At age twelve, I witnessed a fight—no—a brawl between two teenaged girls. It was a hot summer day, and they were in the middle of the street, scratching up each other’s faces, yanking out each other’s hair, tearing off each other’s clothes, and just generally trying to rip each other to shreds. Why? One girl found out the other was dating her boyfriend. While they fought, the boyfriend walked up the street with another girl on his arm and viewed the battle royal taking place in his honor like a common spectator who had nothing whatsoever to do with why those two girls were in a knock-down-drag-out.
I wondered why the girls directed their anger solely toward each other instead of the boyfriend. He did the cheating and the lying, yet the girls did not confront him about that or the new girl in his life. It wasn’t as if they didn’t see him. The truth of the matter was, his presence made them go at each other more viciously. And when he got bored with the rumble and went about his business, it took three parents to pull those two girls apart.
So why was the boyfriend able to walk away free? After years of watching this scenario play out over and over again with teenaged girls and adult women, and after writing a novel about a woman who knowingly gets involved with a married man, I stumbled upon the answer. It all boils down to who is to blame when a man has an affair? Oddly enough, not the man. I’ve come to learn that the wife and the other woman place the blame entirely at each other’s feet.
From the first flirtatious wink of an eye from a husband to another woman, the other woman automatically points her finger at the wife, accuses her of falling down on her job, and charges her with failing to keep her husband happy in the kitchen and in the bedroom. Why does the other woman blame the wife for her husband’s infidelity? Because it frees her conscience. She cannot be held responsible for breaking up a happy home if it was already broken and unhappy. In the eyes of the other woman, the husband turns to her because his wife is not fulfilling his needs. Often the other woman’s battle cry is, “He wouldn’t be coming to me if his wife was doing her job.” Never does it occur to the other woman that the wife is still as fun, loving, giving and supportive as she was when she and he first walked down the aisle. Never does the other woman entertain the thought that the husband made a vow to his wife and broke it because of some issue, flaw or insecurity having to do with him. Never does the other woman think that the only need the wife is unable to tend to is her husband’s need to sleep with another woman.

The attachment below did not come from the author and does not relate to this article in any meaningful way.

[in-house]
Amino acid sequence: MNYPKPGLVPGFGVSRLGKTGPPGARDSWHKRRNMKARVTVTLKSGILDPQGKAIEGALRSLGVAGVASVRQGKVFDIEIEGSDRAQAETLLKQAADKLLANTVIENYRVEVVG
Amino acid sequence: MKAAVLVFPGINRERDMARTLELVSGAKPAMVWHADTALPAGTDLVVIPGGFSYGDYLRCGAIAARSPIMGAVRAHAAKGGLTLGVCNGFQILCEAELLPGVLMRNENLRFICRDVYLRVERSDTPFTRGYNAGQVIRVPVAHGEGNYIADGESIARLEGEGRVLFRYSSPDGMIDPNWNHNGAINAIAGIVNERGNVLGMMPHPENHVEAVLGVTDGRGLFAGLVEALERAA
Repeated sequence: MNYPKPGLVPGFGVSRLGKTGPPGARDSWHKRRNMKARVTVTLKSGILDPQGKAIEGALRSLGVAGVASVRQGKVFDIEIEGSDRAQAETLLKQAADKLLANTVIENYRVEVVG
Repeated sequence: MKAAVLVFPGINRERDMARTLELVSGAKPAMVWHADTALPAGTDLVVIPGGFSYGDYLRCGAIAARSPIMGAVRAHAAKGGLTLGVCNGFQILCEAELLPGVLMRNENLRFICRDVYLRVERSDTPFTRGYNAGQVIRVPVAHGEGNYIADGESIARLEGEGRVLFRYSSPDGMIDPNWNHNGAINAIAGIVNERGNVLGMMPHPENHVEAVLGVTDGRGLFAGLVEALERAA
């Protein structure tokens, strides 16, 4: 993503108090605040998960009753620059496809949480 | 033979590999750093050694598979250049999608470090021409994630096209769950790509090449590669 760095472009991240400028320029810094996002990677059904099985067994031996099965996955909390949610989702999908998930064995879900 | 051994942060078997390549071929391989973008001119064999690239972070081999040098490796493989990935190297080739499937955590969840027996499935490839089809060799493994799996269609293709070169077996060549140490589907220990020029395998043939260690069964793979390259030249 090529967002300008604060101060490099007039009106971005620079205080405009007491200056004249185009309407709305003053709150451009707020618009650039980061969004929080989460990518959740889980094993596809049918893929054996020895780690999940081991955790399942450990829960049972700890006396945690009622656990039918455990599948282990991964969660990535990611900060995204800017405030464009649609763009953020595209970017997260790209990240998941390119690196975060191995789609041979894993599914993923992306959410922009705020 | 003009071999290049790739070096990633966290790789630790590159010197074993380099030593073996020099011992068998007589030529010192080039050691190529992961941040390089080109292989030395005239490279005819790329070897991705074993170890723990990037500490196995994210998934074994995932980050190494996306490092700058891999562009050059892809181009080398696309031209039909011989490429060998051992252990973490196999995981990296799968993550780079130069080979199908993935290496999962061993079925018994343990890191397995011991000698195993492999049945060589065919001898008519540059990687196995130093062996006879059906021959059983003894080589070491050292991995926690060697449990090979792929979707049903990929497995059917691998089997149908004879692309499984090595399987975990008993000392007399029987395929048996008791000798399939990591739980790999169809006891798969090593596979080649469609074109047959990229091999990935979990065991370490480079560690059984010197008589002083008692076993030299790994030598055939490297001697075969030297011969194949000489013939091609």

Secondly, blaming the wife boosts the other woman’s self-esteem. The husband comes to her because she is better than the wife, more attractive, more exciting, more outgoing, more attentive, more sensual. Blaming the wife makes the other woman feel special, makes her believe she is more than a fling. She has to be, or he would not risk his family and reputation to be with her.
Strangely enough, this is the wife’s mindset as well. The minute the affair is discovered, she elevates the other woman to this mystical being, who has the power to make her husband do things he normally wouldn’t do, like sleep with another woman. The wife can be heard uttering statements like, “She took my man; if it wasn’t for her, he wouldn’t have done it.” So the wife does not see her husband as the culprit. She views him as a victim, who has fallen prey to some loose, manipulative, no good, mind-controlling, home wreaker, man-stealing woman.
But there is one person the wife blames more than anyone else for her husband’s infidelity—herself. She looks in the mirror and with the critical eye of a lifelong enemy picks herself apart. Piece by piece, she goes after her appearance, her personality, her abilities as a wife, her abilities as mother, her abilities as a woman, and just generally and relentlessly runs herself into the ground. “I didn’t keep the house clean enough,” she berates herself. “I wasn’t supportive enough. I gained too much weight. I didn’t laugh enough with him. I didn’t cry enough with him. I cried too much. I complained too much. I wasn’t affectionate enough. I put too much pressure on him. I didn’t let him be a man. I, I, I, I, I, I.”
Why does the wife blame herself and the other woman? It’s less painful. To look herself in the face and admit that her husband knowingly, willingly and purposely did something that would break her heart is a heartbreaking thing to do and survive. If she and the other woman are to blame, she can justify loving and staying with a man who so carelessly flung her love aside. If she is at fault, she has control of the situation and can fix whatever she did wrong to drive him into the arms of another woman.
All this is not to say that the wife is a perfect person who does nothing wrong. What is does say is that when a husband has an affair, it is not the fault of an inattentive, overweight, witch of a spouse or a lonely, psychotic, mind controlling, bunny-boiler woman, but a conscious choice made by a husband. And until women truly understand this very hurtful fact, we are doomed to be forever rumbling in the middle of the street.